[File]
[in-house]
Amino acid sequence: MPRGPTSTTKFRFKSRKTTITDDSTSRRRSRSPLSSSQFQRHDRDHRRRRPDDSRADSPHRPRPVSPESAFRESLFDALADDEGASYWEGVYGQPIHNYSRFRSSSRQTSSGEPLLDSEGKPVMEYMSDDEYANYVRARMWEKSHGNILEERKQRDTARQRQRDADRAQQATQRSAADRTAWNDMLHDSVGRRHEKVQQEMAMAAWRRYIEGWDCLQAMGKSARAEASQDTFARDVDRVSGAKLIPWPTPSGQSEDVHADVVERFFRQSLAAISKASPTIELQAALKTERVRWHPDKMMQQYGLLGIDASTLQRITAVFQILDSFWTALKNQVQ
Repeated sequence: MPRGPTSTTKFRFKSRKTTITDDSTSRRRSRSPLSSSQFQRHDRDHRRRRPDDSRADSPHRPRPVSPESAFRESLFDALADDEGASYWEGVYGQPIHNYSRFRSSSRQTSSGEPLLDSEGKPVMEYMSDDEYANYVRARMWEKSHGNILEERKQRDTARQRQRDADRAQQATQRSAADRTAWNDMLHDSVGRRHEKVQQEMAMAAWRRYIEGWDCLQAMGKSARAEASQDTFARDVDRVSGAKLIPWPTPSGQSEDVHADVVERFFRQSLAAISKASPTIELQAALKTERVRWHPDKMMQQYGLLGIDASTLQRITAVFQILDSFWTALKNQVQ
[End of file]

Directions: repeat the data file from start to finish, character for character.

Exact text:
[in-house]
Amino acid sequence: MPRGPTSTTKFRFKSRKTTITDDSTSRRRSRSPLSSSQFQRHDRDHRRRRPDDSRADSPHRPRPVSPESAFRESLFDALADDEGASYWEGVYGQPIHNYSRFRSSSRQTSSGEPLLDSEGKPVMEYMSDDEYANYVRARMWEKSHGNILEERKQRDTARQRQRDADRAQQATQRSAADRTAWNDMLHDSVGRRHEKVQQEMAMAAWRRYIEGWDCLQAMGKSARAEASQDTFARDVDRVSGAKLIPWPTPSGQSEDVHADVVERFFRQSLAAISKASPTIELQAALKTERVRWHPDKMMQQYGLLGIDASTLQRITAVFQILDSFWTALKNQVQ
Repeated sequence: MPRGPTSTTKFRFKSRKTTITDDSTSRRRSRSPLSSSQFQRHDRDHRRRRPDDSRADSPHRPRPVSPESAFRESLFDALADDEGASYWEGVYGQPIHNYSRFRSSSRQTSSGEPLLDSEGKPVMEYMSDDEYANYVRARMWEKSHGNILEERKQRDTARQRQRDADRAQQATQRSAADRTAWNDMLHDSVGRRHEKVQQEMAMAAWRRYIEGWDCLQAMGKSARAEASQDTFARDVDRVSGAKLIPWPTPSGQSEDVHADVVERFFRQSLAAISKASPTIELQAALKTERVRWHPDKMMQQYGLLGIDASTLQRITAVFQILDSFWTALKNQVQ